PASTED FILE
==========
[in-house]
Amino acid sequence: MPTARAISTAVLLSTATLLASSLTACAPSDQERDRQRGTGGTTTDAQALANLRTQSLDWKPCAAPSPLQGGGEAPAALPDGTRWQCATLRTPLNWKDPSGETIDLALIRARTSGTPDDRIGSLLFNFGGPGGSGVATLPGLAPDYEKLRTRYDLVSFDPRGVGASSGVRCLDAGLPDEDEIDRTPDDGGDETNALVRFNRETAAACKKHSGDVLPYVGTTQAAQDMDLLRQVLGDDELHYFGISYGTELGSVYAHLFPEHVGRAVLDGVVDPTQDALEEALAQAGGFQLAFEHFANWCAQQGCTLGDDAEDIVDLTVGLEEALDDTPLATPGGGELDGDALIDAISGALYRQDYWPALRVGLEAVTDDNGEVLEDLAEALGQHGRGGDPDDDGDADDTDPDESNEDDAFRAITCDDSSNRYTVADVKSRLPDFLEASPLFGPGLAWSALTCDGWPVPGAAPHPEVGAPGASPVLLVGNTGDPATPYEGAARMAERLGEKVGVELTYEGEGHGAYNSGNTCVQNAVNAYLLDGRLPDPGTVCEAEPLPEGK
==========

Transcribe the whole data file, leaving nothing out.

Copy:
[in-house]
Amino acid sequence: MPTARAISTAVLLSTATLLASSLTACAPSDQERDRQRGTGGTTTDAQALANLRTQSLDWKPCAAPSPLQGGGEAPAALPDGTRWQCATLRTPLNWKDPSGETIDLALIRARTSGTPDDRIGSLLFNFGGPGGSGVATLPGLAPDYEKLRTRYDLVSFDPRGVGASSGVRCLDAGLPDEDEIDRTPDDGGDETNALVRFNRETAAACKKHSGDVLPYVGTTQAAQDMDLLRQVLGDDELHYFGISYGTELGSVYAHLFPEHVGRAVLDGVVDPTQDALEEALAQAGGFQLAFEHFANWCAQQGCTLGDDAEDIVDLTVGLEEALDDTPLATPGGGELDGDALIDAISGALYRQDYWPALRVGLEAVTDDNGEVLEDLAEALGQHGRGGDPDDDGDADDTDPDESNEDDAFRAITCDDSSNRYTVADVKSRLPDFLEASPLFGPGLAWSALTCDGWPVPGAAPHPEVGAPGASPVLLVGNTGDPATPYEGAARMAERLGEKVGVELTYEGEGHGAYNSGNTCVQNAVNAYLLDGRLPDPGTVCEAEPLPEGK